In a historic tribute to a trailblazing figure in Costa Rican history, Angela Acuña Braun, the first woman to earn a law degree in the country, has been posthumously honored with a permanent artistic portrait in Washington, D.C. The unveiling took place during a recent visit by a Costa Rican government delegation to the United States capital.
Angela Acuña Braun made history not only within the borders of Costa Rica but also on the international stage as the first ambassador of her country to the Organization of American States (OAS).
Her remarkable journey through life and her exceptional achievements were celebrated in the unveiling of a stunning artwork that will forever remember her legacy in the “Women Who Transformed the Americas” Gallery.
She was born in Cartago in 1888 and is fondly remembered as the first woman to complete a law degree not only in Costa Rica but in all Central America. Her pioneering spirit extended beyond her educational achievements.
Braun was also a passionate advocate for women’s suffrage, playing a vital role in advancing the cause of women’s right to vote in Costa Rica.
Her career was deeply intertwined with international affairs and human rights, with a special focus on children’s and women’s rights. Her dedication to these important causes led her to the Organization of American States in 1958, where she became an ambassador for her country. She later played a prominent role in the Inter-American System of Human Rights, leaving an indelible mark on the regional human rights landscape.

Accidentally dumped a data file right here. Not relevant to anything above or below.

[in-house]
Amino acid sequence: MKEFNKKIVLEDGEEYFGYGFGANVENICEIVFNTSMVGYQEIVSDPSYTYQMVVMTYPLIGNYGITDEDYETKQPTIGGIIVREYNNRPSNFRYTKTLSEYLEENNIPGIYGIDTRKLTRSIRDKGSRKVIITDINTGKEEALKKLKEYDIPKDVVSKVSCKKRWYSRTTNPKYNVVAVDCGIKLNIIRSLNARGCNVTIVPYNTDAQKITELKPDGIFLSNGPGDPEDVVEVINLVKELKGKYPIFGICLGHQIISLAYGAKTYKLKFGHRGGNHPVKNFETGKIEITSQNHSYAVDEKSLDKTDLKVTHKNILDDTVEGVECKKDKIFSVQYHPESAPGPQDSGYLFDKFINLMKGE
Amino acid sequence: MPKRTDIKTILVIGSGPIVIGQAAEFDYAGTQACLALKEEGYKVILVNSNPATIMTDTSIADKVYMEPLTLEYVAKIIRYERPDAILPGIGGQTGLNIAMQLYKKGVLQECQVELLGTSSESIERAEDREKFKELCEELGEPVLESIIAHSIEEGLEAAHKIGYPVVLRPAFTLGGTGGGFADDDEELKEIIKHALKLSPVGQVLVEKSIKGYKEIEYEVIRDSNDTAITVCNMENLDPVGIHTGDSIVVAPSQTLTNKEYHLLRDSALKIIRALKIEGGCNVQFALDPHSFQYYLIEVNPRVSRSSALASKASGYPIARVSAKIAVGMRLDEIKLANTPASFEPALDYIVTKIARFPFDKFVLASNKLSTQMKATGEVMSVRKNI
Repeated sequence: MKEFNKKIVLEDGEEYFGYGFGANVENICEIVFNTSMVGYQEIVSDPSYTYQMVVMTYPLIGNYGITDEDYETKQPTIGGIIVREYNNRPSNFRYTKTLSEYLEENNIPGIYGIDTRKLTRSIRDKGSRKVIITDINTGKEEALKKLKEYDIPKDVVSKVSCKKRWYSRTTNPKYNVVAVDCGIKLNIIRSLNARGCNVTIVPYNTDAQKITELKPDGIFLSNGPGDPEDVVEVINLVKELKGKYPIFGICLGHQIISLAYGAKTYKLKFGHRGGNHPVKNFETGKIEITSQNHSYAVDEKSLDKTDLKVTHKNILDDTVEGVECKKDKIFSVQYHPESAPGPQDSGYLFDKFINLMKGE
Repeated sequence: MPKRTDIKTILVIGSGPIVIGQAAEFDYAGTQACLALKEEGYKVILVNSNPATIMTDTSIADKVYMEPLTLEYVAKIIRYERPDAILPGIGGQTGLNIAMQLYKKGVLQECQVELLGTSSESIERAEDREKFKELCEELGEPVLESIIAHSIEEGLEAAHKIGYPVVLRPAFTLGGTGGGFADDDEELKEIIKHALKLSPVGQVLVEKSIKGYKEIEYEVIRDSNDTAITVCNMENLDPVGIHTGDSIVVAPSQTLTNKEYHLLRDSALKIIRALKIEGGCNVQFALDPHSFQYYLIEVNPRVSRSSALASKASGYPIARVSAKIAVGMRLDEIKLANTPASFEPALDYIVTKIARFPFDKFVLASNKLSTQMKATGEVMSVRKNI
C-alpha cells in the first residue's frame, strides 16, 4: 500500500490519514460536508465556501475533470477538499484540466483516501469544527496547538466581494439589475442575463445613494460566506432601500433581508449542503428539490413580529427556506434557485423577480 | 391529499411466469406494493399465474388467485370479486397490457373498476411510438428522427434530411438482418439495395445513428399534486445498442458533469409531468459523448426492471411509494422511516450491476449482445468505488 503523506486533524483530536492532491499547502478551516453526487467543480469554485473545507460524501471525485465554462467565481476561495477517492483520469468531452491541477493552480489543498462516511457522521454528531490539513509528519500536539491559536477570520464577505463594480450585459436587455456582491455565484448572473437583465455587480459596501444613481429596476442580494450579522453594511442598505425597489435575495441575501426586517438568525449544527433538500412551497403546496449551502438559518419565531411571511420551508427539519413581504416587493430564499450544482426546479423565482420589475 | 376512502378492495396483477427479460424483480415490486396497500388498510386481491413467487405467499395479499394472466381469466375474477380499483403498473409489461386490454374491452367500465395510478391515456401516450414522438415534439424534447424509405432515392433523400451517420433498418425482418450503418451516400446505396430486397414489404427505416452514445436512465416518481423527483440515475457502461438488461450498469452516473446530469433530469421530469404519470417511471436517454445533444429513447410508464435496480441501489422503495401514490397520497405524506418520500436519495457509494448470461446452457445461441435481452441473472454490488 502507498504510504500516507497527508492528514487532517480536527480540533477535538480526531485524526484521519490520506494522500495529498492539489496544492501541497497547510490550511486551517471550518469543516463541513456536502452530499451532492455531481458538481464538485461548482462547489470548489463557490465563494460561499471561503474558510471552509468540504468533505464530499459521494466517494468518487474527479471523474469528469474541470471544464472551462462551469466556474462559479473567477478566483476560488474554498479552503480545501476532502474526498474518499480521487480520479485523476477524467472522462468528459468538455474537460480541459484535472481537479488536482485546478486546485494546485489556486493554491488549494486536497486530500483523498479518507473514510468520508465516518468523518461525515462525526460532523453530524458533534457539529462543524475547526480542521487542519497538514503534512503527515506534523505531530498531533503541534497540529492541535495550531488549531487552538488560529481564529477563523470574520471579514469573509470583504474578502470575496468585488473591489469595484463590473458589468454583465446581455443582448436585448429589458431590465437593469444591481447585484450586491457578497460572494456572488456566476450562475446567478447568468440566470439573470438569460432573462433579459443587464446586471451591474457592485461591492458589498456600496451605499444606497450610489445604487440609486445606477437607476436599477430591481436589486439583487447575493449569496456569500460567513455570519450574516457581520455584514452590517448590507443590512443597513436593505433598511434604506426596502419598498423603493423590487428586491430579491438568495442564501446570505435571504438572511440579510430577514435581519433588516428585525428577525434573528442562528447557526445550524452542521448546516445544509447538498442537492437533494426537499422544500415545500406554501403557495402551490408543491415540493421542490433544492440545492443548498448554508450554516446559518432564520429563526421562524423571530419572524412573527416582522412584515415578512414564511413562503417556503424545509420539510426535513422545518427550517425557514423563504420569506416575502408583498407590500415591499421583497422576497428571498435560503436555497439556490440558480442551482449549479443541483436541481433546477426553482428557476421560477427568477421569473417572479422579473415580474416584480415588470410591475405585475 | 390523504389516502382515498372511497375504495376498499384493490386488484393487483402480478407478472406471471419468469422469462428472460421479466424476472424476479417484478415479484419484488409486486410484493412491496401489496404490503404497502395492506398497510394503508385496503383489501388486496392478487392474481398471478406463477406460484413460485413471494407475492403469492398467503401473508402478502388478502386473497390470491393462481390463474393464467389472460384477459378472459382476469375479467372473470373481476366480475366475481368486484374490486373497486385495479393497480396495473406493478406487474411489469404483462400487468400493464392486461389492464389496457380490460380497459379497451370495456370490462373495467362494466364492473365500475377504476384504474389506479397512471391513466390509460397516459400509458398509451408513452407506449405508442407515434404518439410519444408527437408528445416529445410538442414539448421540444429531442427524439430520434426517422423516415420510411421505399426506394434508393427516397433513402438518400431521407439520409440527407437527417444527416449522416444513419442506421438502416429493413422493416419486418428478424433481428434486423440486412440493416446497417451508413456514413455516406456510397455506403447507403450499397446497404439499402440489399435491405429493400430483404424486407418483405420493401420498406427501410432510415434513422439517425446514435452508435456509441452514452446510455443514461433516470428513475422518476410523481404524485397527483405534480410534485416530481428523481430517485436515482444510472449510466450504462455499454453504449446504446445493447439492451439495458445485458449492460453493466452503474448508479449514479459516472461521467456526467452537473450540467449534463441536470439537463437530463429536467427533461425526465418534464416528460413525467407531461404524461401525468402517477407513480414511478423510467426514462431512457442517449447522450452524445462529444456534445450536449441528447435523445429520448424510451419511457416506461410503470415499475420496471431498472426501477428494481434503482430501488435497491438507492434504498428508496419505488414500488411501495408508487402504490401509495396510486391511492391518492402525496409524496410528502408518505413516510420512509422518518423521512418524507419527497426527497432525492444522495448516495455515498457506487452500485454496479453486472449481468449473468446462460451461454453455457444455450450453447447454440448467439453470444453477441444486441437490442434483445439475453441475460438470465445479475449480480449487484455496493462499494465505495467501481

Braun’s remarkable journey came to an end in 1983 when she passed away at the age of 95. Her contributions to Costa Rican society and the global human rights movement were recognized with the title of “Benemérita de la Patria” in the 1980s, honoring her as a Distinguished Figure of the Nation.
Additionally, the National Institute for Women awards the National Prize for Gender Equality and Equity in her name, ensuring that her legacy endures for generations to come.
President Rodrigo Chaves, during the portrait unveiling, emphasized the significance of Angela Acuña’s accomplishments, particularly her courage in challenging the barriers of her time.
He underscored that 2023 is a vastly different world from the era in which she made history, making her achievements even more extraordinary.
Angela Acuña Braun’s enduring legacy continues to inspire and serve as a symbol of progress and gender equality not only in Costa Rica but throughout the Americas.